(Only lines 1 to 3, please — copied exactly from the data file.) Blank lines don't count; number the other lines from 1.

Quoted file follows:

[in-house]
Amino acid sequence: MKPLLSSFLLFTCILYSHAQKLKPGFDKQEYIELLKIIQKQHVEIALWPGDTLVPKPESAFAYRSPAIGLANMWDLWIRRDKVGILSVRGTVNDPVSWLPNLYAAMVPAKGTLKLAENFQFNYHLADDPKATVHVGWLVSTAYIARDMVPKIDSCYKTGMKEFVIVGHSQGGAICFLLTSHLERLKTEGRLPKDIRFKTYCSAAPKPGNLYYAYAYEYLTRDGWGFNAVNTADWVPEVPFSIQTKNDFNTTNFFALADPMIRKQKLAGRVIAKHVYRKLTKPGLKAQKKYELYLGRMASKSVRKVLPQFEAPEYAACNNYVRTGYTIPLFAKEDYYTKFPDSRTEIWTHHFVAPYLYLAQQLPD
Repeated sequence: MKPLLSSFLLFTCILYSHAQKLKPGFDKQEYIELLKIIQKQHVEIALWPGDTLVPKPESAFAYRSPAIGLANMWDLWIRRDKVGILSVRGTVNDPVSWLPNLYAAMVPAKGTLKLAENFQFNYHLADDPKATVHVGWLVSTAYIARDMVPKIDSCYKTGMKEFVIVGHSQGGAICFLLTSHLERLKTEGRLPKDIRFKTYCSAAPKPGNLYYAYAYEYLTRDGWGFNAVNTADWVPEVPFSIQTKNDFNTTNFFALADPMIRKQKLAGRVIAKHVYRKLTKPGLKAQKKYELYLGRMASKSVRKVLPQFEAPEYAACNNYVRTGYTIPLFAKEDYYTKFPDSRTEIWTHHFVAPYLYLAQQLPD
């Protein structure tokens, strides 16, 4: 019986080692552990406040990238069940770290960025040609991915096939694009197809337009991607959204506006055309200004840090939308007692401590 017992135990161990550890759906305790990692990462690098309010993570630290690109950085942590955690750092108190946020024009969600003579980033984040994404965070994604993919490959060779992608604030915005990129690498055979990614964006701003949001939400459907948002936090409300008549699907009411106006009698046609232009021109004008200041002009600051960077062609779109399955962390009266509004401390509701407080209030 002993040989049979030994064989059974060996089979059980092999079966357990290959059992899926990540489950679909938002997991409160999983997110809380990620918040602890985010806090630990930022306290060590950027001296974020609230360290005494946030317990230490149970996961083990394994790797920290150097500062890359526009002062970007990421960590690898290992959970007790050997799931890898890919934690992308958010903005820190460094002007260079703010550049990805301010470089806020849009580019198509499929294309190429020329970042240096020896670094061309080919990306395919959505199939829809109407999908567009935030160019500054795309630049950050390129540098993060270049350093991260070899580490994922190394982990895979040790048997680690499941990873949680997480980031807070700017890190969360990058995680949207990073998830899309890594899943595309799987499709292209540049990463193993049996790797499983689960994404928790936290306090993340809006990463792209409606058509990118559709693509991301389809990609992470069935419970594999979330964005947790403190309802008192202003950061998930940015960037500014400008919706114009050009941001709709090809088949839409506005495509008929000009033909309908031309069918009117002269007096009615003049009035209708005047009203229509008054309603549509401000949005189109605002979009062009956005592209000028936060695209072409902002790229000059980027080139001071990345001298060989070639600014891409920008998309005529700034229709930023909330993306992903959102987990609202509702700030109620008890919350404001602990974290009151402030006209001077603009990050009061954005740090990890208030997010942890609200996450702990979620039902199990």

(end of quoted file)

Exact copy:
[in-house]
Amino acid sequence: MKPLLSSFLLFTCILYSHAQKLKPGFDKQEYIELLKIIQKQHVEIALWPGDTLVPKPESAFAYRSPAIGLANMWDLWIRRDKVGILSVRGTVNDPVSWLPNLYAAMVPAKGTLKLAENFQFNYHLADDPKATVHVGWLVSTAYIARDMVPKIDSCYKTGMKEFVIVGHSQGGAICFLLTSHLERLKTEGRLPKDIRFKTYCSAAPKPGNLYYAYAYEYLTRDGWGFNAVNTADWVPEVPFSIQTKNDFNTTNFFALADPMIRKQKLAGRVIAKHVYRKLTKPGLKAQKKYELYLGRMASKSVRKVLPQFEAPEYAACNNYVRTGYTIPLFAKEDYYTKFPDSRTEIWTHHFVAPYLYLAQQLPD
Repeated sequence: MKPLLSSFLLFTCILYSHAQKLKPGFDKQEYIELLKIIQKQHVEIALWPGDTLVPKPESAFAYRSPAIGLANMWDLWIRRDKVGILSVRGTVNDPVSWLPNLYAAMVPAKGTLKLAENFQFNYHLADDPKATVHVGWLVSTAYIARDMVPKIDSCYKTGMKEFVIVGHSQGGAICFLLTSHLERLKTEGRLPKDIRFKTYCSAAPKPGNLYYAYAYEYLTRDGWGFNAVNTADWVPEVPFSIQTKNDFNTTNFFALADPMIRKQKLAGRVIAKHVYRKLTKPGLKAQKKYELYLGRMASKSVRKVLPQFEAPEYAACNNYVRTGYTIPLFAKEDYYTKFPDSRTEIWTHHFVAPYLYLAQQLPD